Scotland – Nae Parasan

There’s nothing wrong with a staycation especially when you’re learning something new and fascinating about your country. Add a touch of renewed national pride and you’ll be feeling that cultural buzz right where you are. Nae Pasaran is a testament to the Scottish resolve and compassion. Nae Pasaran tells the true story of Rolls Royce factory workers in a Scottish town in 1974 who refuse to carry out repairs on military planes in solidarity against the violent military coup in Chile. Aside from inspiring a fierce sense of pride in our Scottish communities, Nae Pasaran also is a much-needed message about how the actions and constitution of just a few good people can make such a difference. Nae Pasaran sheds light on this part of Scottish history like never before and brings to life the characters involved. Sometimes we all need our faith in humanity somewhat restored and having Nae Pasaran told by those involved themselves adds to the levity of the film. Powerful and hopeful, Nae Pasaran has the potential to bring out the revolutionary in all of us.

France – Aurore (I Got Life!)

What is it about the French that make them so effortlessly cool? And how do they seem to do with without seeming to care one bit what anyone thinks about them? Aurore probably won’t provide any of us with the answer to those questions, but this heart-warming French film just makes you ask them even more. We meet our lead, Aurore, when everything seems to be going a bit downhill, she loses her job, her husband, and to top it all off, she finds out she’s about to become grandmother. Aurore though refuses to fall into the trap that so many films with older female characters fall into. Rather than relegating herself to being ‘past her prime’, Aurore decides it is time to start over. Aurore is a triumph for feel-good films, it keeps its sunny disposition and understates its monumental importance regarding to representation of female characters making the film incredibly life-affirming without any heaviness. The classic French chic captured in so many of the scenes is a bonus, but such a treat. Being unapologetically yourself has never felt so Parisian.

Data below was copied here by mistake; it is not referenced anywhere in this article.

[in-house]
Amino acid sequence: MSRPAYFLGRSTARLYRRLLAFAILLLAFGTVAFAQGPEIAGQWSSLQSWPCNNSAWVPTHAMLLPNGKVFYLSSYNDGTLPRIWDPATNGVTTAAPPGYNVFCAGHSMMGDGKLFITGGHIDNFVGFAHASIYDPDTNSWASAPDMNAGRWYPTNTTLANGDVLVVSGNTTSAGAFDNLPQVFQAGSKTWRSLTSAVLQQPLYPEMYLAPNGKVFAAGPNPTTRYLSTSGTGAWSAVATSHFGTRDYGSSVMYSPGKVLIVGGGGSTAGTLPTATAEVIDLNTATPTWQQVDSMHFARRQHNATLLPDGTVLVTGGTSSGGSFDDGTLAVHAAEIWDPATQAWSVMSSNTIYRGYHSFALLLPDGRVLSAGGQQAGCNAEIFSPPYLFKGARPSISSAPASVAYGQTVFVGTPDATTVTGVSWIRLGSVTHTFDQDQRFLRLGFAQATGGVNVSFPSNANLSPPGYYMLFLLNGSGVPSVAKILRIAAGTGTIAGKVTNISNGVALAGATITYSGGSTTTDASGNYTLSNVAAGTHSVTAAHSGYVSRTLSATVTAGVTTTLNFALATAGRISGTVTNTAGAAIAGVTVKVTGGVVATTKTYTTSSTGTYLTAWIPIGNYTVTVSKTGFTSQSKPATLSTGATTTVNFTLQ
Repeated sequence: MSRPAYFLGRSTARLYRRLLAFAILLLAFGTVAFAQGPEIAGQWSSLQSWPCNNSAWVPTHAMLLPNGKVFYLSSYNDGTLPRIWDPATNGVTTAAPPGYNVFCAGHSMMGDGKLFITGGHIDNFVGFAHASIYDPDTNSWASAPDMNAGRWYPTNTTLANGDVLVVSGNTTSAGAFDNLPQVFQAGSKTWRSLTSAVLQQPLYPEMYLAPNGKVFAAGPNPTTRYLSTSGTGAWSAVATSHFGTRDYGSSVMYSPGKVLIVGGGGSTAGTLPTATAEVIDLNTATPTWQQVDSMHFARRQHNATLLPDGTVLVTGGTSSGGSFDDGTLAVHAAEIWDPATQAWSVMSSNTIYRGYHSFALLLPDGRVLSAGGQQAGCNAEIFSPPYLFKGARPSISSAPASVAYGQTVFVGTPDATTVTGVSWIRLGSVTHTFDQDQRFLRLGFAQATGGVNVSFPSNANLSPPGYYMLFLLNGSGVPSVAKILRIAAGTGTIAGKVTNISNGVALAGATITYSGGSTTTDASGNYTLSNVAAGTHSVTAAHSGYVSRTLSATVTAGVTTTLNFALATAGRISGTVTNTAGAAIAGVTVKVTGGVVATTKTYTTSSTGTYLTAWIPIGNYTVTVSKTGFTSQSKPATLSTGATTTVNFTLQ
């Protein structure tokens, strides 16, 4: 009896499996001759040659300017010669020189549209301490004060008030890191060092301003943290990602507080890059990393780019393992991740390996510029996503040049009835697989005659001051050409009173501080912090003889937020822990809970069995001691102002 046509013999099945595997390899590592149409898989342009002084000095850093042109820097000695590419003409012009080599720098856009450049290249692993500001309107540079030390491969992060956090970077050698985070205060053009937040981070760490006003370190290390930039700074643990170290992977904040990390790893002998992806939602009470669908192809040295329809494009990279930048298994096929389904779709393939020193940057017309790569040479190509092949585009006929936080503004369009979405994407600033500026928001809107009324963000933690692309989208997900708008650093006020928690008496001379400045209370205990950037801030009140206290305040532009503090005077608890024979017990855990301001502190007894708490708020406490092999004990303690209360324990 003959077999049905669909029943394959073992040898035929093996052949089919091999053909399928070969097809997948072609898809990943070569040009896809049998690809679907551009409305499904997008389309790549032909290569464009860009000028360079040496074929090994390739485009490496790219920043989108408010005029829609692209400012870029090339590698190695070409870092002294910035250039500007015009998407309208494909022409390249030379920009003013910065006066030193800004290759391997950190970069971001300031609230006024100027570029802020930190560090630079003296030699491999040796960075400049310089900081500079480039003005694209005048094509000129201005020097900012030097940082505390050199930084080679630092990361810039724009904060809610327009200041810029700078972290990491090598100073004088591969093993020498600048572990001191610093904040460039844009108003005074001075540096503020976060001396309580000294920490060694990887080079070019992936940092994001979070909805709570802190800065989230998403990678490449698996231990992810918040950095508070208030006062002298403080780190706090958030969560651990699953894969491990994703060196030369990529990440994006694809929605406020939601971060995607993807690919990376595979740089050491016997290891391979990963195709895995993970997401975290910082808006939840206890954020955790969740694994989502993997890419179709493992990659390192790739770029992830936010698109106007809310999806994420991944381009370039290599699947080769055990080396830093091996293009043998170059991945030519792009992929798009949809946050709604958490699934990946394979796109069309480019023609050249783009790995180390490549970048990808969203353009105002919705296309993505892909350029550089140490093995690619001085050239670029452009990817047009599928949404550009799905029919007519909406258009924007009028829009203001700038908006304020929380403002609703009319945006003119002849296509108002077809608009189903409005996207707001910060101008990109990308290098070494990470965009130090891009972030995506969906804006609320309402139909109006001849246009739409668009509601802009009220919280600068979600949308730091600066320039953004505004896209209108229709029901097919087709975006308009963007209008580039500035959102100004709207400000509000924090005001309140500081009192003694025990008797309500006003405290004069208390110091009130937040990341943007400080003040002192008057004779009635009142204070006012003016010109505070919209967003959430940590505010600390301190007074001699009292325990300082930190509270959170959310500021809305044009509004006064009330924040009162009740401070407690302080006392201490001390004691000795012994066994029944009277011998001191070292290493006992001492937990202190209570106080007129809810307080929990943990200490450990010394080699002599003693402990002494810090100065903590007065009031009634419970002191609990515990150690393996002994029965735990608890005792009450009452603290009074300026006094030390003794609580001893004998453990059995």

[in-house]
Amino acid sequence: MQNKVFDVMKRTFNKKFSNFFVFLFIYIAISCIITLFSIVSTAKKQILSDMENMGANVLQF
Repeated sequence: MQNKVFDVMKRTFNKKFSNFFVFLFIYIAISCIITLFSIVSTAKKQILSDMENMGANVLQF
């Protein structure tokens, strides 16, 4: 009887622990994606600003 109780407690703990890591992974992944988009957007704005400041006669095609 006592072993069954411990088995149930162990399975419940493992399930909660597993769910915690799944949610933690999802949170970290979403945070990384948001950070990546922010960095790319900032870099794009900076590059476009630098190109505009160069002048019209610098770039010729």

There have been countless other films and destinations at Perth Film Society since its launch in 1999. Promising to provide accessibility to lesser known and foreign films for the Perthshire community, an enthusiastic team has propelled the society’s success. Special screenings to raise money for women’s charities, ME Research UK, Marie Curie, and support Mental Health Week have not only made PFS beloved to many, but also speaks to the selfless nature of their endeavours. Now part of Horsecross since 2006, film screenings take place over the autumn and spring in the Joan Knight Studio in Perth Theatre.

The Perth Film Society Facebook Page is certainly worth a follow to keep up with the society and scope out the upcoming programmes. As the summer passes its peak and we all begin to peer over into the cold darkness of winter, take yourself off to a film or three. All aboard the Perth Film Society express. Destination? Anywhere you want.

Top Image: Everybody Knows, the first film of the Perth Film Society’s 2019 Autumn Programme

‘Around the world with Perth Film Society’ copy kindly provided by Heather Maycock, working as a Perthshire Creates Content Volunteer, one of the various volunteering opportunities available within Culture Perth & Kinross